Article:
• 57,971 families with children were homeless.
    • 36, 010 people age 18-24 were homeless
    • 4,789 were unaccompanied youth
      • 2,122 spent the night in a homeless shelter
      • 2,667 of them spent the night elsewhere.

That’s the official government data. On a single night during one of the coldest months of the year, over half a million people were homeless. Over fifty thousand families with kids were homeless. Close to five thousand children under the age of eighteen were homeless and unaccompanied by an adult. Just under half of those kids slept in a bed that night. Just over half – well, no one but them knows where they slept that night.

Let’s drill down a little bit on those unaccompanied homeless youth so we can learn more about them, then get to work debunking some of the common myths about homelessness.

Homeless Teens: Debunking Myth #1

Let’s start with a debate about the data. You may have noticed that in contrast to the HUD analysis, the National Runaway Switchboard estimates that on any given night, over one million youth spend the night living on the streets, with friends, in abandoned buildings, or anyway they can find.

The main reason for large discrepancy in these figures?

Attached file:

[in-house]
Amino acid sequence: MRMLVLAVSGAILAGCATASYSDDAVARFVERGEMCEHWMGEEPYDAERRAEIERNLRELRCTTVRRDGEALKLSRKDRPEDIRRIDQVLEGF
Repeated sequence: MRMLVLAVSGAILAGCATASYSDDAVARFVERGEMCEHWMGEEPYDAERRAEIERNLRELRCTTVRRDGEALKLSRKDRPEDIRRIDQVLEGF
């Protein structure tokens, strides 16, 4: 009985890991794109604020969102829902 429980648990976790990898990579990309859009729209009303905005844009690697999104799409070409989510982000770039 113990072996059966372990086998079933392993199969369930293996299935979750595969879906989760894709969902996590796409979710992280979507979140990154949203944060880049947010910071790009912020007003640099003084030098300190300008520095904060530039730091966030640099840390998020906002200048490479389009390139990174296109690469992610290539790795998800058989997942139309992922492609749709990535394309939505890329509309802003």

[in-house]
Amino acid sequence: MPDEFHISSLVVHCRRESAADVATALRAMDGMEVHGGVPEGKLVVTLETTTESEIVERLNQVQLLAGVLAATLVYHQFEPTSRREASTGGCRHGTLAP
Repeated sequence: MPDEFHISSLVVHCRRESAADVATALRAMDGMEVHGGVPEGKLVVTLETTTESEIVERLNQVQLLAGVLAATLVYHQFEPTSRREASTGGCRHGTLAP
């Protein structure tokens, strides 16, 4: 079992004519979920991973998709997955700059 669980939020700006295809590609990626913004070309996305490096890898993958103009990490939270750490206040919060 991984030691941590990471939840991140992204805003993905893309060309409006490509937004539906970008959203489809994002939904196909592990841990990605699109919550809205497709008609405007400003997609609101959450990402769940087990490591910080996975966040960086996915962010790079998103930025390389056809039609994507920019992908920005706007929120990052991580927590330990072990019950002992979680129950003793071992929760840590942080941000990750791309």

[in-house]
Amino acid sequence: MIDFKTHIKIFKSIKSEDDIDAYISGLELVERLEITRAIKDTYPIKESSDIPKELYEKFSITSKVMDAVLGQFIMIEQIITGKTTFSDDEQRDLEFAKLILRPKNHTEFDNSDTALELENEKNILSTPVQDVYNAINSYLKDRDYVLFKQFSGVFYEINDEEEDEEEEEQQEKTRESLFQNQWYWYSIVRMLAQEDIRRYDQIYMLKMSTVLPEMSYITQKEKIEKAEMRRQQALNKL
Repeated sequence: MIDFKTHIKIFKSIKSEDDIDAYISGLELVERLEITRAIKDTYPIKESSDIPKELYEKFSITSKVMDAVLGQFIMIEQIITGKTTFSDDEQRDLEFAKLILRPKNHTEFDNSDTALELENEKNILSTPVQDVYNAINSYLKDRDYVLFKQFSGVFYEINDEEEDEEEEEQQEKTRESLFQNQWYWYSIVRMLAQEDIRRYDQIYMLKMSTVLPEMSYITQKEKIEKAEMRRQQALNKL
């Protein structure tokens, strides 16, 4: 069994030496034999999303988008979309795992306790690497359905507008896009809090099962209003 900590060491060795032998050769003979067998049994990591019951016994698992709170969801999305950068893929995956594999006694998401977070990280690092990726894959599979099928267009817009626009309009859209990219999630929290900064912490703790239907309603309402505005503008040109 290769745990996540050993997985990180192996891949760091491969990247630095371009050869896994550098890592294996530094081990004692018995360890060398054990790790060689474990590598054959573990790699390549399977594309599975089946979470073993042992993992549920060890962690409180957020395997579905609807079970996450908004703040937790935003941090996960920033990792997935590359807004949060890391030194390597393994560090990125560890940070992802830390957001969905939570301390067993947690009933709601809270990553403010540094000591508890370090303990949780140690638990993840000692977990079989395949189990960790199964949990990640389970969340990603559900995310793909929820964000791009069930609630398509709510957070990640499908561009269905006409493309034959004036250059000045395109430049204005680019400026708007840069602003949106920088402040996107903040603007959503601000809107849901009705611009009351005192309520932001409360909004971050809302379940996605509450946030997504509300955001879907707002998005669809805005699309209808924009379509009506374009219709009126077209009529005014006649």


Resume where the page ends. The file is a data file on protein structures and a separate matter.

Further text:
Experts suggest that the methods for counting homeless youth don’t account for the primary survival strategies employed by homeless youth. Homelessness advocates accept that while the HUD P-I-T analysis is a step in the right direction for estimating the level of federal need for homeless programs, the numbers are inaccurate because many homeless teens survive by staying transient, sticking with friends, living in groups, and hiding in plain sight.

They also reiterate the following fact:

Homeless teens avoid raising their hands to be counted.

The most common myth about homeless teens are that they’re homeless for economic reasons. Meaning most people think homeless youth come from families living at or below the poverty level, and that their homelessness is a direct result of a lack of means to secure housing.

This is untrue.

How and Why Teens Become Homeless

In order, the reasons teenagers become homeless are:

  1. Problems with family. Many teenagers run away from home and subsequently become homeless because of unbearbal conditions in their home environment. They may suffer physical, emotional, or sexual abuse. They may leave to avoid difficulties caused by a family member struggling with an alcohol or substance use disorder or a mental illness. Also, they may leave because they have emotional or physical issues of their own. If their families are unable to deal with them,  they may be asked to leave. In the words of one shelter worker, “Homelessness knows no zipcode.” Meaning homeless teens are as likely to come from middle or upper middle class families as they are from families at or near the poverty line.
  2. Leaving foster or institutional care. Upon discharge from foster care or other residential facilities – shelters, youth detention, etc. – youth are often without means to secure housing. They have no resources, no jobs, and no family support. They end up on the street because of the lack of shelters serving young people and shelter admissions policies requiring the presence of a custodial adult.